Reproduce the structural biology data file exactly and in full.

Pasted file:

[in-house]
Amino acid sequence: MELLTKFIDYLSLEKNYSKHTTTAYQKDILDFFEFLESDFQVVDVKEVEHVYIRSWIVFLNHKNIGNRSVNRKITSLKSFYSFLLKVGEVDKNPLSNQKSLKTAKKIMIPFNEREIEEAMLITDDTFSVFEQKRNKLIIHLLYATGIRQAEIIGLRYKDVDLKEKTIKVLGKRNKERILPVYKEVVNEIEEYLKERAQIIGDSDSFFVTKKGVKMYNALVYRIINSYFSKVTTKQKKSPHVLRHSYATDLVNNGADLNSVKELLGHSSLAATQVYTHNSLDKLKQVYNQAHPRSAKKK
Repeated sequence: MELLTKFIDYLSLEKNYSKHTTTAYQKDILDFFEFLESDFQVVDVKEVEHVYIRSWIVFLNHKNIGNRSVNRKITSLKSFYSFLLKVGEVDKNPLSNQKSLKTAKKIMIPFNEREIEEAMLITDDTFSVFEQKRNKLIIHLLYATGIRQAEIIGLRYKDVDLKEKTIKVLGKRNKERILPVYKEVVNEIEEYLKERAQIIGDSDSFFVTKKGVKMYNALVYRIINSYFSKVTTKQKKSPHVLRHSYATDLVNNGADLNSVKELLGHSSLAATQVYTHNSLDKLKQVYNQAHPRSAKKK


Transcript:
[in-house]
Amino acid sequence: MELLTKFIDYLSLEKNYSKHTTTAYQKDILDFFEFLESDFQVVDVKEVEHVYIRSWIVFLNHKNIGNRSVNRKITSLKSFYSFLLKVGEVDKNPLSNQKSLKTAKKIMIPFNEREIEEAMLITDDTFSVFEQKRNKLIIHLLYATGIRQAEIIGLRYKDVDLKEKTIKVLGKRNKERILPVYKEVVNEIEEYLKERAQIIGDSDSFFVTKKGVKMYNALVYRIINSYFSKVTTKQKKSPHVLRHSYATDLVNNGADLNSVKELLGHSSLAATQVYTHNSLDKLKQVYNQAHPRSAKKK
Repeated sequence: MELLTKFIDYLSLEKNYSKHTTTAYQKDILDFFEFLESDFQVVDVKEVEHVYIRSWIVFLNHKNIGNRSVNRKITSLKSFYSFLLKVGEVDKNPLSNQKSLKTAKKIMIPFNEREIEEAMLITDDTFSVFEQKRNKLIIHLLYATGIRQAEIIGLRYKDVDLKEKTIKVLGKRNKERILPVYKEVVNEIEEYLKERAQIIGDSDSFFVTKKGVKMYNALVYRIINSYFSKVTTKQKKSPHVLRHSYATDLVNNGADLNSVKELLGHSSLAATQVYTHNSLDKLKQVYNQAHPRSAKKK